Unexpected Wealth Change and Mortgage Default: Evidence from the Shale Gas Boom
43 Pages Posted: 20 Feb 2017
Date Written: 10 15, 2015
In this study, I apply spatial and temporal analysis in an effort to understand how mortgage borrowers respond to a wealth shock with unknown consequences and how their reactions translate into default decisions on residential mortgages. I examine whether extracting shale gas changed default probabilities of mortgages in the shale gas region after a nationwide fracking boom. Utilizing a sample of 371,946 residential mortgages that was originated in Pennsylvania between 2004 and 2011, the analysis provides compelling evidence that mortgages originated in the shale gas region after the shale gas boom are associated with a 58% decrease in default probability compared to the state average default rate. Findings of my temporal analysis suggest that: (1) borrowers stopped defaulting on mortgages as soon as extracting shale gas became profitable nationwide; and (2) local permitting activities do not have additional impact on borrowers’ default decision. An analysis of mortgages located on a buffer between fracking region and non-fracking region shows that the effect of fracking on lowering mortgage default rate persists even within a 7mile buffer zone. In a fracking region, GSE-secured mortgages, which are farther away from fracking wells than non-GSE loans, are more likely to default than the latter. The contribution of my study is twofold: in regard to its direct application to the fracking boom, I find no empirical evidence that fracking triggers mortgage default.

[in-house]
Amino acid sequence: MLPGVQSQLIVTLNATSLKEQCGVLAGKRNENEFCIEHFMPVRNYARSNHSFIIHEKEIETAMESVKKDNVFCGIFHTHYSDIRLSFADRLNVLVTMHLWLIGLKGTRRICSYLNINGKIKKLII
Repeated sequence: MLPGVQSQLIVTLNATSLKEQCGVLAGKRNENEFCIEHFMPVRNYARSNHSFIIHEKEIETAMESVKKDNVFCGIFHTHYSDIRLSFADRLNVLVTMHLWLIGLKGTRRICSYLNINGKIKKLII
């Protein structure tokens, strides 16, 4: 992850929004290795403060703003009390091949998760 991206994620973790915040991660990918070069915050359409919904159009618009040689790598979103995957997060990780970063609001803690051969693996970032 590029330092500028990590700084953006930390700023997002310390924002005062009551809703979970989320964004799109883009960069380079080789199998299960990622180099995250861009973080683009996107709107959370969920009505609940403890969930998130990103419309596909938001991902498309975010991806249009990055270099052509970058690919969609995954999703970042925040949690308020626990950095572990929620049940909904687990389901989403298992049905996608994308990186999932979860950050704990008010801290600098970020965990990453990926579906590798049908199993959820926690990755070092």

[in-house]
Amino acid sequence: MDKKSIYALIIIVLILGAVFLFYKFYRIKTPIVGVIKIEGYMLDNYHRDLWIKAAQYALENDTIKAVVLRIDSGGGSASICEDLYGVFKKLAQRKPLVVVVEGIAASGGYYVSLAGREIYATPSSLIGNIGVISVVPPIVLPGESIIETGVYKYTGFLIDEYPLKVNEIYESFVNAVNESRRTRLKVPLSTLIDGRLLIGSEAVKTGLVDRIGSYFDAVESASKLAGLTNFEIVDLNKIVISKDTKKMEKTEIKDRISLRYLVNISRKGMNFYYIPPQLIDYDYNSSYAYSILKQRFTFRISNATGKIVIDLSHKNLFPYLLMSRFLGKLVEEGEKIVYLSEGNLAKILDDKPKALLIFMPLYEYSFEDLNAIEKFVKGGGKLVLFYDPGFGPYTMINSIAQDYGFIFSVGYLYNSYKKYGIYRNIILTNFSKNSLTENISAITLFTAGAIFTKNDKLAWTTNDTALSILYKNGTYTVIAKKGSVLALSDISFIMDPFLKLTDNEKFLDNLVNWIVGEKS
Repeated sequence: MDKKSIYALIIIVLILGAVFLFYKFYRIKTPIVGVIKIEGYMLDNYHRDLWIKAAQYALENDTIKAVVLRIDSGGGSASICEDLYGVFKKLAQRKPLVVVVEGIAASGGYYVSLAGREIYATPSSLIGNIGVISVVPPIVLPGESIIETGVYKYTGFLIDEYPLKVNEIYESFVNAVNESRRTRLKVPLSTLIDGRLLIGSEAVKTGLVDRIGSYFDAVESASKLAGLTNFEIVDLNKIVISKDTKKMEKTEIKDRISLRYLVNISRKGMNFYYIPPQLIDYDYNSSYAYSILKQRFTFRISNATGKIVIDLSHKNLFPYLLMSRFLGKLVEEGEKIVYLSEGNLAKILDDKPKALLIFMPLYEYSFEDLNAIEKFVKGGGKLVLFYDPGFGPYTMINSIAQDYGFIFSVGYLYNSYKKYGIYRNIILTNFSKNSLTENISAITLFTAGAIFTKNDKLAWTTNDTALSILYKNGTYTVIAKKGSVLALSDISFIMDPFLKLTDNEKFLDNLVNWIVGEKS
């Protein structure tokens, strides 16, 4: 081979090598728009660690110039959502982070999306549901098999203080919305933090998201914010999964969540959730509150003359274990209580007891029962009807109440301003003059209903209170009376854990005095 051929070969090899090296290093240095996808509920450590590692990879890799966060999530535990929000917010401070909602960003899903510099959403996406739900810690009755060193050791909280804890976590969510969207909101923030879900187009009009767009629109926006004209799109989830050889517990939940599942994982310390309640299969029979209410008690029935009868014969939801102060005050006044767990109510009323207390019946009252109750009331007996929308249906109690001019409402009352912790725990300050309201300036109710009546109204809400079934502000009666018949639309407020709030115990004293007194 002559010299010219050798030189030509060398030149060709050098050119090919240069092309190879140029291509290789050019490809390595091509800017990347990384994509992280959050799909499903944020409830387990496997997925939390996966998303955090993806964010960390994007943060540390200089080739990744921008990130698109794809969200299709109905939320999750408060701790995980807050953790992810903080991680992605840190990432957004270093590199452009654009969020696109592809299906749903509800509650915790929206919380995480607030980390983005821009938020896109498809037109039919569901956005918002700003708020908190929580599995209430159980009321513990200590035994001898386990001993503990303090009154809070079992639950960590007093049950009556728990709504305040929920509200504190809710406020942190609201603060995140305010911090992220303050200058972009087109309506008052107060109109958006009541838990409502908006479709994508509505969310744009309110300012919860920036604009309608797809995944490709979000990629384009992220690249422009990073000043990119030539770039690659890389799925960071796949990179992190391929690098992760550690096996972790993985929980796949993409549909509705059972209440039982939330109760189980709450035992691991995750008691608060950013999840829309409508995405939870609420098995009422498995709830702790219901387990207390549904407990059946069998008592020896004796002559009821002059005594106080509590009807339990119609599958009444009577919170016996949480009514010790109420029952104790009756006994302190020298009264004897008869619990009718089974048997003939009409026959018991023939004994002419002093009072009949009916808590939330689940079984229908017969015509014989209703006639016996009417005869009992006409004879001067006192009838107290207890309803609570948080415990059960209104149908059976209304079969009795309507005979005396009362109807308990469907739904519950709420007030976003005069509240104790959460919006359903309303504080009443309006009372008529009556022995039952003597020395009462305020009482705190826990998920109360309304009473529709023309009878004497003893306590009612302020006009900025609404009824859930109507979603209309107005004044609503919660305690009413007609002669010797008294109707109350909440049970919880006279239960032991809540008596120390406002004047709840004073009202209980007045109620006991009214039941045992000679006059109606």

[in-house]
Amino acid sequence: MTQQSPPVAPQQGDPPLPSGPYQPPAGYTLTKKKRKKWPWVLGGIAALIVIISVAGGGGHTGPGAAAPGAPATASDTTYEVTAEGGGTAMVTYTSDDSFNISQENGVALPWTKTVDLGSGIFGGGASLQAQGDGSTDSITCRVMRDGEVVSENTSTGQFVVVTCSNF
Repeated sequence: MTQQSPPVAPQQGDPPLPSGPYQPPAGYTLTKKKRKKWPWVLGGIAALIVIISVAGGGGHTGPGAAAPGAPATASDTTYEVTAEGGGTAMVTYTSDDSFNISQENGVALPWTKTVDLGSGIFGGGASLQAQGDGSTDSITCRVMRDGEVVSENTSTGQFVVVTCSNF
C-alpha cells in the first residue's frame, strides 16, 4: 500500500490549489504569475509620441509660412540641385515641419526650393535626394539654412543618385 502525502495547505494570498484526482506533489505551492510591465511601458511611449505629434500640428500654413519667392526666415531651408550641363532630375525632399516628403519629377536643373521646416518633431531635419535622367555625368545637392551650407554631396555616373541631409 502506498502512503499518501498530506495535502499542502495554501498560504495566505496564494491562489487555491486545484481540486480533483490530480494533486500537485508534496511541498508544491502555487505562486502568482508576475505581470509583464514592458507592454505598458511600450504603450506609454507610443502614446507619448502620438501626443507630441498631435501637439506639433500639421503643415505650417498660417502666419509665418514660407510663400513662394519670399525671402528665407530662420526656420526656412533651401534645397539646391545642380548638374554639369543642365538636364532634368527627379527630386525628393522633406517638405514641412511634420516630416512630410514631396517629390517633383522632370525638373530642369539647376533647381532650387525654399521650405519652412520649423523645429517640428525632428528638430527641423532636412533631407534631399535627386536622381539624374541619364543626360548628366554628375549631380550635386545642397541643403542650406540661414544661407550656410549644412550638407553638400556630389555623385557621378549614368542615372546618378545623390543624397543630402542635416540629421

Keywords: fracking, mortgage, default, gas, real estate, shale gas
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